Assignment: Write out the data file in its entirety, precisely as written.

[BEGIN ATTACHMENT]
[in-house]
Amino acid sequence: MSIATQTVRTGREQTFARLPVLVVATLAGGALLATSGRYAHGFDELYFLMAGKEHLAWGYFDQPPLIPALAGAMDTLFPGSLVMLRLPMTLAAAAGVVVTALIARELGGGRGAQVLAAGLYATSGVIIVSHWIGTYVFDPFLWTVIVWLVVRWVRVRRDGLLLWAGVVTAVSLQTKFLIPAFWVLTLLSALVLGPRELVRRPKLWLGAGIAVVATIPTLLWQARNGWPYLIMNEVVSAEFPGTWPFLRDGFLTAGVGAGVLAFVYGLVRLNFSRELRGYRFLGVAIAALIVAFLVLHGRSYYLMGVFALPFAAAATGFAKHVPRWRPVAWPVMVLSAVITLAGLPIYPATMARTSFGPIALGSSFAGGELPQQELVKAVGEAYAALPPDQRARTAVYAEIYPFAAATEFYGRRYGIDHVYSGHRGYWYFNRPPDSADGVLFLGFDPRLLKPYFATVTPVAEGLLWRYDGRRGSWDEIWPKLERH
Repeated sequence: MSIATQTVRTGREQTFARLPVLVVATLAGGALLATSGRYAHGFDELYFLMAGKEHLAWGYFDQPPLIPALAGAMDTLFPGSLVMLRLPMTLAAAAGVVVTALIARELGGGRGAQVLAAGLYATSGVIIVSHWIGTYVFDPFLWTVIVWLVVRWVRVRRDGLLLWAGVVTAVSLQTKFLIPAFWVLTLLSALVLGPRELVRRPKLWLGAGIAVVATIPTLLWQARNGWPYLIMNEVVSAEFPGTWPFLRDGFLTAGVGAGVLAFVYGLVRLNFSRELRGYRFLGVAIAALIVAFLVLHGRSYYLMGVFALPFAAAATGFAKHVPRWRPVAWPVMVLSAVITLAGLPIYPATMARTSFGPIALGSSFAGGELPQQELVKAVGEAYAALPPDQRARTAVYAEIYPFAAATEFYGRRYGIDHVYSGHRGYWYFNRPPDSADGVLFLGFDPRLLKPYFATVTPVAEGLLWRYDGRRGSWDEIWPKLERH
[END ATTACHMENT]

[in-house]
Amino acid sequence: MSIATQTVRTGREQTFARLPVLVVATLAGGALLATSGRYAHGFDELYFLMAGKEHLAWGYFDQPPLIPALAGAMDTLFPGSLVMLRLPMTLAAAAGVVVTALIARELGGGRGAQVLAAGLYATSGVIIVSHWIGTYVFDPFLWTVIVWLVVRWVRVRRDGLLLWAGVVTAVSLQTKFLIPAFWVLTLLSALVLGPRELVRRPKLWLGAGIAVVATIPTLLWQARNGWPYLIMNEVVSAEFPGTWPFLRDGFLTAGVGAGVLAFVYGLVRLNFSRELRGYRFLGVAIAALIVAFLVLHGRSYYLMGVFALPFAAAATGFAKHVPRWRPVAWPVMVLSAVITLAGLPIYPATMARTSFGPIALGSSFAGGELPQQELVKAVGEAYAALPPDQRARTAVYAEIYPFAAATEFYGRRYGIDHVYSGHRGYWYFNRPPDSADGVLFLGFDPRLLKPYFATVTPVAEGLLWRYDGRRGSWDEIWPKLERH
Repeated sequence: MSIATQTVRTGREQTFARLPVLVVATLAGGALLATSGRYAHGFDELYFLMAGKEHLAWGYFDQPPLIPALAGAMDTLFPGSLVMLRLPMTLAAAAGVVVTALIARELGGGRGAQVLAAGLYATSGVIIVSHWIGTYVFDPFLWTVIVWLVVRWVRVRRDGLLLWAGVVTAVSLQTKFLIPAFWVLTLLSALVLGPRELVRRPKLWLGAGIAVVATIPTLLWQARNGWPYLIMNEVVSAEFPGTWPFLRDGFLTAGVGAGVLAFVYGLVRLNFSRELRGYRFLGVAIAALIVAFLVLHGRSYYLMGVFALPFAAAATGFAKHVPRWRPVAWPVMVLSAVITLAGLPIYPATMARTSFGPIALGSSFAGGELPQQELVKAVGEAYAALPPDQRARTAVYAEIYPFAAATEFYGRRYGIDHVYSGHRGYWYFNRPPDSADGVLFLGFDPRLLKPYFATVTPVAEGLLWRYDGRRGSWDEIWPKLERH